Joe Strummer - Assembly (Cover Artwork)
Staff Review

Joe Strummer

Assembly (2021)

Dark Horse

Is the new Joe Strummer compilation, Assembly, necessary? No. Does this collection reveal a hereto unseen side of Joe? No. Does the material differ significantly differ that much from the Strummer 101 compilation, released just two years ago? No. Is Assembly a snappy little summary of Joe’s post-Clash work? Yes.

The mere existence of Assembly is a bit odd in that Strummer 101 was slated to be the first serious solo-Joe compilation, with later editions digging even deeper into the archives. But, instead of getting Strummer 201 a few years later, we just get a pared down version of that release with a few tracks swapped in and out. Paul Hicks, who has done a lot of work remastering and cleaning up the Beatles/McCartney/Lennon discography does a fine job of giving these tunes a crisp edge- though, aside from the stuff recorded in the ‘80s, all of these songs sounded pretty good to beging with. Jakob Dylan adds liner notes, but, so what?

That being said, without being too cynical, these tracks show that Joe had some fuel left in him after he left the Clash, even if his late ‘80s and early ‘90s wilderness years suggested he was out of gas. His strongest material certainly comes near the end of his life, tragically cut short. You all know :coma Girl” and “Johnny Appleseed,” but on those tracks, Joe takes his folk roots back to its roots, with a little bit of college/art-rock seasoning. Every once in a while, punk fire sparks up, like on “Get Down Moses,” but more than anything else, these tracks show that Strummer solo was equally drawn back to his Woody Guthrie roots as he was searching for something to give him some juice. For the most part, that means he wound up assembling a mélange of “world music,” twisting African poly-rhythm around a reggae-ish beat or country honk. A little jazz and Celtic hop appears here or there, giving Strummer’s music a real passport feel.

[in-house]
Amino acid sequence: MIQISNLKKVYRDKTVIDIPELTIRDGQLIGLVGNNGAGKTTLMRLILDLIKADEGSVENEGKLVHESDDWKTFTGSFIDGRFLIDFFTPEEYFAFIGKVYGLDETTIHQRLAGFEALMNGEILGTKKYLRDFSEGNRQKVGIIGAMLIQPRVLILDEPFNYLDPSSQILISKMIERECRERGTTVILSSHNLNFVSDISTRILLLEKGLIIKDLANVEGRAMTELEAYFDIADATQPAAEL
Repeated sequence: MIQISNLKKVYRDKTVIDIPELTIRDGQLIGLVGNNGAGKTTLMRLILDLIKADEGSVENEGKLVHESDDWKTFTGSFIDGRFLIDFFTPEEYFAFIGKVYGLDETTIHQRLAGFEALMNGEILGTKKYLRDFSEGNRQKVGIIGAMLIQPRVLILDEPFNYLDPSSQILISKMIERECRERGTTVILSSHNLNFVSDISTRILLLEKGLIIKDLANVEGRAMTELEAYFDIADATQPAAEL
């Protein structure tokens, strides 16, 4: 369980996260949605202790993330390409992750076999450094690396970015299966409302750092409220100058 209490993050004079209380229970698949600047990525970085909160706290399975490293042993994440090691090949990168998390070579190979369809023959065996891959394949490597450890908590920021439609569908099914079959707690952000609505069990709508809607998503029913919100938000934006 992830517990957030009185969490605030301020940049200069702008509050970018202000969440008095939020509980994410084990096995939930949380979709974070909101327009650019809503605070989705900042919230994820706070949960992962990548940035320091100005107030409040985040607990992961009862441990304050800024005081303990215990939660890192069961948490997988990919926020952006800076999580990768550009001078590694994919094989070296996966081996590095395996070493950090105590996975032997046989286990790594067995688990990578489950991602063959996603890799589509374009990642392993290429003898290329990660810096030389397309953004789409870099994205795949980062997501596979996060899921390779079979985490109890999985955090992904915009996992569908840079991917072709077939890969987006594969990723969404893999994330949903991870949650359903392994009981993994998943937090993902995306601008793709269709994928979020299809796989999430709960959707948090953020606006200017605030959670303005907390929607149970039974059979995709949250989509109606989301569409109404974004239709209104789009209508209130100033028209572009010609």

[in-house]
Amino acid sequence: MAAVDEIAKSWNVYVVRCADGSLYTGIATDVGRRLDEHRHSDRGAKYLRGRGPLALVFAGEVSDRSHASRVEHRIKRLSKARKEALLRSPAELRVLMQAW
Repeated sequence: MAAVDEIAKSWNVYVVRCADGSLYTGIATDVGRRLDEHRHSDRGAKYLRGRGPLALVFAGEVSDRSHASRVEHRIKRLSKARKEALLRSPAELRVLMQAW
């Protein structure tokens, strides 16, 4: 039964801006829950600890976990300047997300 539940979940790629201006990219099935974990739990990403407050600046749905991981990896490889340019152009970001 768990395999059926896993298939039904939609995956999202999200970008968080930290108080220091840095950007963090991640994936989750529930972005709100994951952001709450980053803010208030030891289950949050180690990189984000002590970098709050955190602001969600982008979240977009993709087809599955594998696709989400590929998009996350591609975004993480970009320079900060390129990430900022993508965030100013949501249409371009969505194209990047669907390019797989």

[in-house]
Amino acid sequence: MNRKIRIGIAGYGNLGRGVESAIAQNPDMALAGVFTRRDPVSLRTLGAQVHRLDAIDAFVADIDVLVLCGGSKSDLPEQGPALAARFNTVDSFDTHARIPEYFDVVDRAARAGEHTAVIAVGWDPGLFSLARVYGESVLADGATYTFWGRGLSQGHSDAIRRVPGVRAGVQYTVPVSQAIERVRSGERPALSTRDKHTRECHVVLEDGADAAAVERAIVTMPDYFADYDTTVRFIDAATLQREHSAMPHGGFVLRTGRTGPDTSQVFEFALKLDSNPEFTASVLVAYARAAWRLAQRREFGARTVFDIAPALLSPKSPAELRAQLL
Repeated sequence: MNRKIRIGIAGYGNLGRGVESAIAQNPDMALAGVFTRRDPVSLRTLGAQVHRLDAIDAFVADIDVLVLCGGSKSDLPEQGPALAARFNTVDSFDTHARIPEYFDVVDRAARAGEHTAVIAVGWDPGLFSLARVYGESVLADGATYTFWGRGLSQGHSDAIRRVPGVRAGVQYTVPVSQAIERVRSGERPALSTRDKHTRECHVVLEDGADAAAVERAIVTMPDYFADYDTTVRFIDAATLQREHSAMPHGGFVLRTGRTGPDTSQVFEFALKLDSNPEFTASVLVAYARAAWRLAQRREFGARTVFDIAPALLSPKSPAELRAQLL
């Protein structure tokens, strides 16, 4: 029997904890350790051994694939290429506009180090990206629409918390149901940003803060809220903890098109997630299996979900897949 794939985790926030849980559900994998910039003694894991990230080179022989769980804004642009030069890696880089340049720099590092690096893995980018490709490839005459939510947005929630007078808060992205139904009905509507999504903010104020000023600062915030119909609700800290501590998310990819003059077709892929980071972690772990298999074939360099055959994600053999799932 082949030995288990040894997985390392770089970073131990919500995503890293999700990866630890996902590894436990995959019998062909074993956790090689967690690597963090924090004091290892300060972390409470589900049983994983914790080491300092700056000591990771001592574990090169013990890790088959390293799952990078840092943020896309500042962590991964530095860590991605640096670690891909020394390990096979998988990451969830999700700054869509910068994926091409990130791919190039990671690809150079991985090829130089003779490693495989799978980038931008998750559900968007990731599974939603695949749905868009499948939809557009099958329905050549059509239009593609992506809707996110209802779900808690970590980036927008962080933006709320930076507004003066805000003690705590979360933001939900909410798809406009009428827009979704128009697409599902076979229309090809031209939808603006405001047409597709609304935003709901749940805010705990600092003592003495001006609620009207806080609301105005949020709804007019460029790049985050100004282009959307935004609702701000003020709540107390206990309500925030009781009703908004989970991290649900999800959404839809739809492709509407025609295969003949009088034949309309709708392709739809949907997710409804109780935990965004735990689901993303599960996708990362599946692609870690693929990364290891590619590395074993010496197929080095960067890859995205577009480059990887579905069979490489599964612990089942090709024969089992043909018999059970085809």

If you were resolutely pro-Joe, you could say he was finding interesting pieces from across the globe and making something new and groovy from that – and yes, most of these tracks are very groovy. If you were being less charitable, you’d argue that post-Clash, Joe never really found his footing again and was just aimlessly wandering around and picking up whatever style were laying around. That is, if the dude would just commit to full-on reggae, or full on post-punk, or even full-on folk, these tracks would each have more character, but instead, kind of sound like CoffeehouseXM.

I’m in both camps. Tracks like “Sleepwalk” and “Yalla Yalla” kind of sound like everyone taking it easy, and not in a good way. The 80s stuff sounds not only unfocused, but underwritten and the 80s production is a tough pill. “Love Kills,” frankly, is kind of a mess. Maybe it would have been better if the canned sounds weren’t beating down the power every second. But on the other hand, when Strummer and the Mescaleros solidified, they approached, and sometimes hit, greatness. The surrealist rnats of “Coma Girl” and “Get Down Moses” lend themselves to Bob Dylan and Lou Reed storytelling due to Strummer’s detail (and purposeful lack thereof) as well as the simplicity of the music. That is, when we only have, say four instruments on a song instead of everyone jamming all the time, it leaves from for an actual song, instead of just people playing. It’s not a coincidence that Strummer’s compositions and lyrics are simpler, more effective, and catchier here.

Still, you can’t ignore the fact that of the three rarities here, each are live takes of tracks either written by the Clash or performed by the Clash. (As great as “junco partner” is, do we need another version?) These additions alone seems to be somewhat of an apology- sure, Joe wasn’t fired up on his solo tracks, but he REALLY kicked it out live… which he did, and is kind of one of the things that makes his solo output somewhat frustrating. He could have blasted out another “London Calling” or “White Riot,” but chose not to. You could argue that this alone shows the man had integrity- instead og giving the fans what they wanted, he did what he wanted, instead. Though, it is frustrating that sometimes Joe doing what Joe wanted devolved into a bunch of rambled lyrics while people thwack away at whatever instruments were nearby. Then again, sometimes, as with “Coma girl,” sometimes it abstract, lyricism with forceful melody and lyrics that you can never quite get to the bottom of.

The fact is, because Joe was joe and because the Clash recorded some of the greatest music ever, Strummer tends to get a free pass for his solo work. Assembly shows that while Strummer solo may have more nuance or more room for interpretation, the raw power of his early work had been washed over with music that, was frankly, quieter. Assembly does answer more questions, though. First, it does appear that there are no long lost Strummer gems and what we got is about all we’re going to get. Second, it also proves that Strummer solo can stand on its own, even if that stance will always be in the shadow of an earlier band…